BORN TO HELP: Bega Rotary’s Fay Steward said volunteering was just part of growing up in her family environment. Picture: Alasdair McDonaldFor Fay Steward, volunteering is in her blood, and was just part of growing up in her family environment.
”When we volunteer our time, money, or talents, we help make the world a better place,” the Tarraganda resident said ahead of many volunteer’s busiest times –Christmas.
“I think it’s the cornerstone of what makes communities successful.
Pitching in to help others in need, sharing knowledge and experiences andempowering others to get ahead in life, are all aspects of volunteering that have become part of Ms Steward throughout the years.
“I was also inspired by a few teachers during high school about the importance of using my education to benefit the broader community,” she said.
“So I guess there was never any doubt in my mind that volunteering would be something I’d do throughout life whenever I could.”
She still holds fond memories of her first day as a volunteer with the SES at the tender age of 15.
“My biggest worry was not being able to complete the rescue training courses, and that I would be assigned permanent kitchen duties…luckily this didn’t happen,” she said with a smile.
“It’s a bit like your first day in school; you don’t know anyone, everything is new, you’re not entirely sure what you’re going to be doing, and you don’t know if you’re going to fit it – but you think it’s a good idea – so you stick at it.”
Since moving to the area Ms Steward has become a member of Bega Rotary.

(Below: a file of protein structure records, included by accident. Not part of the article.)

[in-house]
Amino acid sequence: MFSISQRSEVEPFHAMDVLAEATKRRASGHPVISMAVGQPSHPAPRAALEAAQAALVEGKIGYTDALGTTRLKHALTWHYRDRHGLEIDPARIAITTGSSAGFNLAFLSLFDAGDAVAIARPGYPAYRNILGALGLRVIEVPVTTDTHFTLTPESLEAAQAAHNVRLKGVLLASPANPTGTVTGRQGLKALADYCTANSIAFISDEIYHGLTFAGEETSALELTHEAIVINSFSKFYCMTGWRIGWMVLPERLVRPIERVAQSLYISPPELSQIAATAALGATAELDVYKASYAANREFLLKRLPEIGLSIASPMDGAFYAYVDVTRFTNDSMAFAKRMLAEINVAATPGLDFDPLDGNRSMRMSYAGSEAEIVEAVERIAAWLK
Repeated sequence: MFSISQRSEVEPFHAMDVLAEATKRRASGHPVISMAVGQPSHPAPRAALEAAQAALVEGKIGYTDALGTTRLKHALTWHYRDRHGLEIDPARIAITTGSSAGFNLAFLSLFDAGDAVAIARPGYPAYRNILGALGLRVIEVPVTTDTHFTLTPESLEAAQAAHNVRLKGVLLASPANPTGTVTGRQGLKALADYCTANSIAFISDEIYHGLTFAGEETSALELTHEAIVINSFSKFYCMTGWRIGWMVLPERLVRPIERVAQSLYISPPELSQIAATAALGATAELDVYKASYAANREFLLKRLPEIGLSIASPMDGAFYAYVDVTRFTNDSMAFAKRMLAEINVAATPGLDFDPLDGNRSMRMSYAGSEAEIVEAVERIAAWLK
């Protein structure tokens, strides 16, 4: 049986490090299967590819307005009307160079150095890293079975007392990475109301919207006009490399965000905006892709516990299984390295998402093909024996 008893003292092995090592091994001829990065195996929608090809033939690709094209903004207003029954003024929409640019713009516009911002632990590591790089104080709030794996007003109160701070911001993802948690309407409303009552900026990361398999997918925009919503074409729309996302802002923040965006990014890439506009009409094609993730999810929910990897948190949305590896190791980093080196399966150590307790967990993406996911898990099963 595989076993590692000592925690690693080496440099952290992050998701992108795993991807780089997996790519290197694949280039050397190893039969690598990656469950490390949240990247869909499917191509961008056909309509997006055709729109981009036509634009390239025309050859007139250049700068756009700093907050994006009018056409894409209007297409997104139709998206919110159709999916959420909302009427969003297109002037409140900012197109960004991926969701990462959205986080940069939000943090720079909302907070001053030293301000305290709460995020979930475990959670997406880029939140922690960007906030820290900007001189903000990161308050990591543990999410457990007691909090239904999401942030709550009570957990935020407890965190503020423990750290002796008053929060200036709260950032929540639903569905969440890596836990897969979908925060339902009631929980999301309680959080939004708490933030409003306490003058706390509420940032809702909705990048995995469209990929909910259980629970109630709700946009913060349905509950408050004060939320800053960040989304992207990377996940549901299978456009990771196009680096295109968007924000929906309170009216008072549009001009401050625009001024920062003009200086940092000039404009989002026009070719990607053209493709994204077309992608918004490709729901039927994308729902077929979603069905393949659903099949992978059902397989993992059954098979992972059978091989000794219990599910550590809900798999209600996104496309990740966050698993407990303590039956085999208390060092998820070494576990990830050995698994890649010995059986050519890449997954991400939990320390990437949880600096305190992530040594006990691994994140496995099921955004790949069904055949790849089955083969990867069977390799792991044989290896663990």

“I was a bit nervous fronting up to my first meeting; but that only lasted 5 minutes,” she said.
“It’s been great joining a local club which has such an enormous depth of experience, and a level of enthusiasm and commitment to community that I haven’t experienced anywhere else.
“There was no sense of ‘having to gain your stripes’ before getting involved in some really interesting projects – they were more interested in what my skills and interests were and how I’d like to apply them.
Some of the projects include support for the Community Care Accommodation, Rotary Driver Awareness and the Book Fair.
“What really interested me most was the Science and Engineering Challenge event that Rotary is running with the University of Newcastle in March next year,” she said.
“It’s an annual nation-wide competition and 2017 will be the first time it’s held in our area.
It will give 256 students in Year9 and 10, from eightschools across the region the chance to showcase innovation and academic achievement in science, engineering and technology.
“We’re hoping it will inspire local young people to aim for a career in science or engineering, which in turn could result in making a real difference to their own future and the well-being of the community overall.”
Bega Rotary’s involvement in the Bega Toy Drive is about expressing the importance of a sharing society, she said.
“Christmas is a wonderful time of the year; but it’s also a time that shows up the sharp contrast between those who have and those who are less fortunate,” Ms Steward said.
“In many ways it’s seeing children being happy that makes Christmas special, and there’s something about being around happy kids that brings families together.
“So anyone who donates toys, as well as the volunteers who collect and arrange distribution of toys are doing everyone a great service.
“It sends a message about the importance of sharing and giving within our community.”
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